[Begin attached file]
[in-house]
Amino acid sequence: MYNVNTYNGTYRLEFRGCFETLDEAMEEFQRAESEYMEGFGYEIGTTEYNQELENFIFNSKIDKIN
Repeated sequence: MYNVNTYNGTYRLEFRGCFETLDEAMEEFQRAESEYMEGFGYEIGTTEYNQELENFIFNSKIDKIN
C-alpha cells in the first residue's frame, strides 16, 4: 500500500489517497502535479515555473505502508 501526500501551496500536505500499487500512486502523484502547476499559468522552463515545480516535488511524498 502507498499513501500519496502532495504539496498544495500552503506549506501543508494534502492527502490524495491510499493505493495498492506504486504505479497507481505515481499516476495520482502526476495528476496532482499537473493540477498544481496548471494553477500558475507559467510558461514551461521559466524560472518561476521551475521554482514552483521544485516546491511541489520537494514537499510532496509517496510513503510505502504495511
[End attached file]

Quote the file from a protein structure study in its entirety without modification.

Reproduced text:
[in-house]
Amino acid sequence: MYNVNTYNGTYRLEFRGCFETLDEAMEEFQRAESEYMEGFGYEIGTTEYNQELENFIFNSKIDKIN
Repeated sequence: MYNVNTYNGTYRLEFRGCFETLDEAMEEFQRAESEYMEGFGYEIGTTEYNQELENFIFNSKIDKIN
C-alpha cells in the first residue's frame, strides 16, 4: 500500500489517497502535479515555473505502508 501526500501551496500536505500499487500512486502523484502547476499559468522552463515545480516535488511524498 502507498499513501500519496502532495504539496498544495500552503506549506501543508494534502492527502490524495491510499493505493495498492506504486504505479497507481505515481499516476495520482502526476495528476496532482499537473493540477498544481496548471494553477500558475507559467510558461514551461521559466524560472518561476521551475521554482514552483521544485516546491511541489520537494514537499510532496509517496510513503510505502504495511